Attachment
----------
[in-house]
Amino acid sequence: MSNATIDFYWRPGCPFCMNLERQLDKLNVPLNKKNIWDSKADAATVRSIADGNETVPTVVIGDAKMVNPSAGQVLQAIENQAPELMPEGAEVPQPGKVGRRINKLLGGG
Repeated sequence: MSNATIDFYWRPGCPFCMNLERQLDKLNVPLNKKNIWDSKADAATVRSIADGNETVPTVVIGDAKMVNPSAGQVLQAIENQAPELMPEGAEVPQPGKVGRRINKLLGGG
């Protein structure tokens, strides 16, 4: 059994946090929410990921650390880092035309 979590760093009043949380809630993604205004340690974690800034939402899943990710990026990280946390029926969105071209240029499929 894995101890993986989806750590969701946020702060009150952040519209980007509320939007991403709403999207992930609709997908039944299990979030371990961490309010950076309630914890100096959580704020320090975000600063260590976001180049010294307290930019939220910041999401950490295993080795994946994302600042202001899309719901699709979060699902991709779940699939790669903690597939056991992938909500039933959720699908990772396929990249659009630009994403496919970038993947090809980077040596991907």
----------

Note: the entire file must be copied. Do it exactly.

[in-house]
Amino acid sequence: MSNATIDFYWRPGCPFCMNLERQLDKLNVPLNKKNIWDSKADAATVRSIADGNETVPTVVIGDAKMVNPSAGQVLQAIENQAPELMPEGAEVPQPGKVGRRINKLLGGG
Repeated sequence: MSNATIDFYWRPGCPFCMNLERQLDKLNVPLNKKNIWDSKADAATVRSIADGNETVPTVVIGDAKMVNPSAGQVLQAIENQAPELMPEGAEVPQPGKVGRRINKLLGGG
């Protein structure tokens, strides 16, 4: 059994946090929410990921650390880092035309 979590760093009043949380809630993604205004340690974690800034939402899943990710990026990280946390029926969105071209240029499929 894995101890993986989806750590969701946020702060009150952040519209980007509320939007991403709403999207992930609709997908039944299990979030371990961490309010950076309630914890100096959580704020320090975000600063260590976001180049010294307290930019939220910041999401950490295993080795994946994302600042202001899309719901699709979060699902991709779940699939790669903690597939056991992938909500039933959720699908990772396929990249659009630009994403496919970038993947090809980077040596991907």